Since we are talking about podcast, if you enjoy Chicago Bears centered podcast I highly recommend Bear Down podcast http://www.beardownpodcast.com/. It's a comedy podcast centered around the Chicago Bears. Matt Walsh from the Upright Citizen Brigade along with some others put it out.

#38 Posted by Soapy86 (2620 posts) -

Mysterious Universe is a great podcast. For those unfamiliar, it's a mostly lighthearted, and more importantly, grounded podcast about all things paranormal.

#39 Edited by deerokus (533 posts) -

The actual best podcast on the entire internet is Dan Carlin's Hardcore History. His series on the fall of the Roman Republic stretches the definition of podcast to 'especially long Audio Book'.

#40 Posted by YOUNGLINK (538 posts) -

I HEARBY DEEM THIS ARTICLE, WORTHY!

#41 Posted by BitterAlmond (401 posts) -

@Christoffer said:

Love your content, Tricky! Keep it going.

Glad to see the "Tricky" nickname is sticking. Hope Patrick actually likes it (he'd better; it's awesome).

Also, how terribly condescending was the GQ article? It was true enough, but nowhere near fair.

#42 Posted by OriginalGman (292 posts) -

I don't know what convention that GQ writer attended, but I'm pretty sure that the percentage of females at PAX East this year was WAY MORE than 10%. I was really surprised how many more moms, daughters, girlfriends, wives and just single geek ladies there were, compared to when I attended in 2010. The only shame is that I have to be surprised by that, but I won't be next year.

I also don't think there was anything there you wouldn't find at an auto show in regards to women wearing revealing outfits. What was there was less people being dragged around, obviously forced to be there and more people actually having a really good time because they love games and the people who play em. You also won't see a dude walking around in his boxers at an auto show (Vincent from Catherine was there, and HE didn't get asked to leave).

So honestly, I'll be more inclined to read what outside sources have to say about my hobby when they start concentrating on the hobby itself and its merits, instead of whatever they think will cause some controversy and generate pageviews.

#43 Posted by Tomeh (66 posts) -

Though I cannot promise it is worthwhile, I made a game for this years Ludum Dare:

http://www.ludumdare.com/compo/ludum-dare-23/?action=preview&uid=11991

It's a small puzzle/adventure and I took a few puzzle ideas I liked from Fez.

The people who have played it seem to have enjoyed it though which is awesome, I'll continue to do every Ludum Dare I can. Highly recommend the Ludum Dare to anyone and everyone here!

Online
#44 Posted by BisonHero (6159 posts) -

@BitterAlmond said:

@Christoffer said:

Love your content, Tricky! Keep it going.

Glad to see the "Tricky" nickname is sticking. Hope Patrick actually likes it (he'd better; it's awesome).

Also, how terribly condescending was the GQ article? It was true enough, but nowhere near fair.

How could that nickname possibly not stick? The word "tricky" has a long history of being awesome.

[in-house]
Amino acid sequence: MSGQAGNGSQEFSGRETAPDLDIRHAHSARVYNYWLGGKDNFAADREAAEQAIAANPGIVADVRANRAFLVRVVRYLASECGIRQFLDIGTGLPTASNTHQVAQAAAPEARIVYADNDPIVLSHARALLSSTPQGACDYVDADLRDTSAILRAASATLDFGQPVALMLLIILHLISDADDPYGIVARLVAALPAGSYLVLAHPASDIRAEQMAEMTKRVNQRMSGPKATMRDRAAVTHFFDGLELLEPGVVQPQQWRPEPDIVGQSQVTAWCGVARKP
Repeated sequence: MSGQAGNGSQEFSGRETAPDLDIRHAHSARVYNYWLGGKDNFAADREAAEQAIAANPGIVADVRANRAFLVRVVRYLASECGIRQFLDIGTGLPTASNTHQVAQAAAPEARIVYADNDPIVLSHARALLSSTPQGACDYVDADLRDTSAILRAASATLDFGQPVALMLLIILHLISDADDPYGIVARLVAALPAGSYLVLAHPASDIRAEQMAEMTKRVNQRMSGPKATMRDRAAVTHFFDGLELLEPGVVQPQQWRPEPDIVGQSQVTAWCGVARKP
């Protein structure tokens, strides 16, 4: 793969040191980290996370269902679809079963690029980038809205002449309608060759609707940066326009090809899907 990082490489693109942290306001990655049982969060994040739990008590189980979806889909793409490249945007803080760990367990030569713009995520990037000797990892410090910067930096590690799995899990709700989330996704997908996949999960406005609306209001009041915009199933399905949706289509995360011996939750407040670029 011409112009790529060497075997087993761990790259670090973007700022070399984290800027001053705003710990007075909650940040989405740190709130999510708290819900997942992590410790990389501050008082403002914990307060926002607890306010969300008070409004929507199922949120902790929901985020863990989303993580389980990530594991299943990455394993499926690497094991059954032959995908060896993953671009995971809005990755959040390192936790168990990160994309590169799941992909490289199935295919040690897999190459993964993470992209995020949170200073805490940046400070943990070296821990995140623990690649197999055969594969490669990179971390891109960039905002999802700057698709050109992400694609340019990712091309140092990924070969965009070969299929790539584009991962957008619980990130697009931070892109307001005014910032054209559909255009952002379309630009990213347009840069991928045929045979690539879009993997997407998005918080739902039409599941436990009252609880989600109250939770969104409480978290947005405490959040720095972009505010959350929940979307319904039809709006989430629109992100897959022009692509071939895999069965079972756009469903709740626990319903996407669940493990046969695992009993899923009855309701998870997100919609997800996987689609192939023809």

#45 Posted by Soviet (2 posts) -

How do heck do you find time to listen to all this podcasts? :P I barely can find few our to check out Bombcast...

#46 Edited by BisonHero (6159 posts) -

From the GQ article, further describing various PAX attendees he sees on a bus:

"And it's not all pimply pale dudes and the jocks they sneer at, either. Seated not too far from me is a pair of black guys who for a minute might seem to be the only other people going somewhere else—until I listen in and hear: "Nah, dawg, it's like a first-person adventure/fantasy. You're saving these villagers from like an evil sorcerer..." and so on."

I guess the implication is that they weren't wearing t-shirts with obvious gaming references like others on the bus were, but that paragraph still reads super racist, as if you see two black guys on a bus and assume they can't possibly be gamers.

The tone of this GQ article is weird.

#47 Posted by Vodun (2370 posts) -

@BisonHero said:

From the GQ article, further describing various PAX attendees he sees on a bus:

"And it's not all pimply pale dudes and the jocks they sneer at, either. Seated not too far from me is a pair of black guys who for a minute might seem to be the only other people going somewhere else—until I listen in and hear: "Nah, dawg, it's like a first-person adventure/fantasy. You're saving these villagers from like an evil sorcerer..." and so on."

I guess the implication is that they weren't wearing t-shirts with obvious gaming references like others on the bus were, but that paragraph still reads super racist, as if you see two black guys on a bus and assume they can't possibly be gamers.

The tone of this GQ article is weird.

Let's put it this way, two skinny, pimply, white kids sit on the bus. Two black kids of similar build sit on the same bus. You are asked to identify two gamers...who do you choose?

It's not racism, it's stereotyping. Why isn't it racist to assume the white kids are gamers, but assuming the black kids aren't...is? Stereotyping is a basic human behaviour, everyone does it.

Stop shouting racism at the drop of a hat, it waters down the word and actual racism can hide in the torrent of useless claims like yours.

#48 Posted by selbie (1841 posts) -

Jebus! How do you get through so many podcasts?!?

#49 Posted by umdesch4 (772 posts) -

Patrick, I know people love to either love or hate you on this site, and I'm a big supporter. I've gotta say this, whatever you may add or subtract from your involvement in this place, you totally own this "worth reading" feature. I can't imagine the other GB guys doing something like this, and every entry in the series so far has been worthwhile in leading me down one rabbit hole or another. Keep up the awesome work.

#50 Posted by Winternet (8005 posts) -

Well, it is called Pretentious Game, so of course it would have piano soundtrack.